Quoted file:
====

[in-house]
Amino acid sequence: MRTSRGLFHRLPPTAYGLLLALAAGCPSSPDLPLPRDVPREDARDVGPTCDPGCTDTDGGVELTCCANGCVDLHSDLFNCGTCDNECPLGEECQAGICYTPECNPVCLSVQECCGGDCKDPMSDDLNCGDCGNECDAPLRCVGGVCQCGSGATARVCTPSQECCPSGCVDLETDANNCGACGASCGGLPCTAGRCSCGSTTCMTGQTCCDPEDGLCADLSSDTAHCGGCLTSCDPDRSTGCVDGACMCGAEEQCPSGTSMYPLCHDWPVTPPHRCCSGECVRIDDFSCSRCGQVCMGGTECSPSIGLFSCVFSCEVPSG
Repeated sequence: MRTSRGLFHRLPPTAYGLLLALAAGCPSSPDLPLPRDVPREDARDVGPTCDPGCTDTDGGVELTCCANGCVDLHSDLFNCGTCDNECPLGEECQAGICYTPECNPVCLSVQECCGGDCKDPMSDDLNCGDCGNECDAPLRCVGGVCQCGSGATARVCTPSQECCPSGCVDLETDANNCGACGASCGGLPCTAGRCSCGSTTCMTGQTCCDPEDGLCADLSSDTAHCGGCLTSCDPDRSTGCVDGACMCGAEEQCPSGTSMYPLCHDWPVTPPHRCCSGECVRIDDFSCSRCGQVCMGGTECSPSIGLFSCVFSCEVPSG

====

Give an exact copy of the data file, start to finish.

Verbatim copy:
[in-house]
Amino acid sequence: MRTSRGLFHRLPPTAYGLLLALAAGCPSSPDLPLPRDVPREDARDVGPTCDPGCTDTDGGVELTCCANGCVDLHSDLFNCGTCDNECPLGEECQAGICYTPECNPVCLSVQECCGGDCKDPMSDDLNCGDCGNECDAPLRCVGGVCQCGSGATARVCTPSQECCPSGCVDLETDANNCGACGASCGGLPCTAGRCSCGSTTCMTGQTCCDPEDGLCADLSSDTAHCGGCLTSCDPDRSTGCVDGACMCGAEEQCPSGTSMYPLCHDWPVTPPHRCCSGECVRIDDFSCSRCGQVCMGGTECSPSIGLFSCVFSCEVPSG
Repeated sequence: MRTSRGLFHRLPPTAYGLLLALAAGCPSSPDLPLPRDVPREDARDVGPTCDPGCTDTDGGVELTCCANGCVDLHSDLFNCGTCDNECPLGEECQAGICYTPECNPVCLSVQECCGGDCKDPMSDDLNCGDCGNECDAPLRCVGGVCQCGSGATARVCTPSQECCPSGCVDLETDANNCGACGASCGGLPCTAGRCSCGSTTCMTGQTCCDPEDGLCADLSSDTAHCGGCLTSCDPDRSTGCVDGACMCGAEEQCPSGTSMYPLCHDWPVTPPHRCCSGECVRIDDFSCSRCGQVCMGGTECSPSIGLFSCVFSCEVPSG